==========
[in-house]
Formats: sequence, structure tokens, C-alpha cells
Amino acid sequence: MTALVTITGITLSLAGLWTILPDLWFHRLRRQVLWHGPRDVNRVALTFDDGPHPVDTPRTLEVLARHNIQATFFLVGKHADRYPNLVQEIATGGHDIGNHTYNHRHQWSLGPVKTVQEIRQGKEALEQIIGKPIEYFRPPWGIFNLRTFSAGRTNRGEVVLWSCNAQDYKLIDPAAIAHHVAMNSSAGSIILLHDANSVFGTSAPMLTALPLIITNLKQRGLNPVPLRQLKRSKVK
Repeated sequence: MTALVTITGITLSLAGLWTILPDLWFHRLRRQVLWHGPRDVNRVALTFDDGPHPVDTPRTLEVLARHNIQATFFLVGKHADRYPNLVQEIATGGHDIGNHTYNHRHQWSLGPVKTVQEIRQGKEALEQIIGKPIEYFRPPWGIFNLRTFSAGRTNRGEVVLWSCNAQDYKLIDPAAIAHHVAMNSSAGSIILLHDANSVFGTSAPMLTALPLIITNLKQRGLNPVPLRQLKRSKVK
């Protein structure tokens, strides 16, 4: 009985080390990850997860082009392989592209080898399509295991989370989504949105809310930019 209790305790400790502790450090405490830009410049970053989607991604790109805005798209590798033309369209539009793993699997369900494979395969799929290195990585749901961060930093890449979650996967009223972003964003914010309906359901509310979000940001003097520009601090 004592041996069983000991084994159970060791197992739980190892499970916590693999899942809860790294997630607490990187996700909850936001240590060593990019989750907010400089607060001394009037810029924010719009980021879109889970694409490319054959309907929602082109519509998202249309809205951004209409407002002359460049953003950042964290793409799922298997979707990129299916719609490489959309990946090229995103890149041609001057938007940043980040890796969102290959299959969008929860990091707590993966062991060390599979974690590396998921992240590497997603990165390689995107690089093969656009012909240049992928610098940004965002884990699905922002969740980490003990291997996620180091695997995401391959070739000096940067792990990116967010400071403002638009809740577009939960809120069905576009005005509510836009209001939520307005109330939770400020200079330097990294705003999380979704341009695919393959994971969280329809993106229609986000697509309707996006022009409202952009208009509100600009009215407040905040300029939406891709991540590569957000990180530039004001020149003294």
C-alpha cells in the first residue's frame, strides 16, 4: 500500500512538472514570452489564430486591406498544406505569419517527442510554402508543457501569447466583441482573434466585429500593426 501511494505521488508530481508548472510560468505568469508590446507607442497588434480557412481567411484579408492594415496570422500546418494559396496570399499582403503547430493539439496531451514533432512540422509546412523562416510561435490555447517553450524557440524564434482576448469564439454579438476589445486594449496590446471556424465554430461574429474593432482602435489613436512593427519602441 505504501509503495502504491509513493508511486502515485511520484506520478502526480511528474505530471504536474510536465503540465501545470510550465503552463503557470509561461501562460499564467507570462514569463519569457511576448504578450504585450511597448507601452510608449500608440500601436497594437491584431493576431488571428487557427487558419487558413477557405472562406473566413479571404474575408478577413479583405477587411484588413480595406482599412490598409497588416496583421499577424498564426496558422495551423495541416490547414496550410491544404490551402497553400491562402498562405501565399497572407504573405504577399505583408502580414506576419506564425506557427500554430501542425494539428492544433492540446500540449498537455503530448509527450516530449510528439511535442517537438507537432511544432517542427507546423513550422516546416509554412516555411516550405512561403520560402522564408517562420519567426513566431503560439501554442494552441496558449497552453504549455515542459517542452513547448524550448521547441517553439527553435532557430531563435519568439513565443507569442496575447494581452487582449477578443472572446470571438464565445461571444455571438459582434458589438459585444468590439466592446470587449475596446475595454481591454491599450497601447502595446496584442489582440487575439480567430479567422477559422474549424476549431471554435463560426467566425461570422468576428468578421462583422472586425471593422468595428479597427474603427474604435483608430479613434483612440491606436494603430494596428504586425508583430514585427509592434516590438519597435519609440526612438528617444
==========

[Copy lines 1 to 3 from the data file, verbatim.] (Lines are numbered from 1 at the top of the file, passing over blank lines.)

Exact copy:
[in-house]
Formats: sequence, structure tokens, C-alpha cells
Amino acid sequence: MTALVTITGITLSLAGLWTILPDLWFHRLRRQVLWHGPRDVNRVALTFDDGPHPVDTPRTLEVLARHNIQATFFLVGKHADRYPNLVQEIATGGHDIGNHTYNHRHQWSLGPVKTVQEIRQGKEALEQIIGKPIEYFRPPWGIFNLRTFSAGRTNRGEVVLWSCNAQDYKLIDPAAIAHHVAMNSSAGSIILLHDANSVFGTSAPMLTALPLIITNLKQRGLNPVPLRQLKRSKVK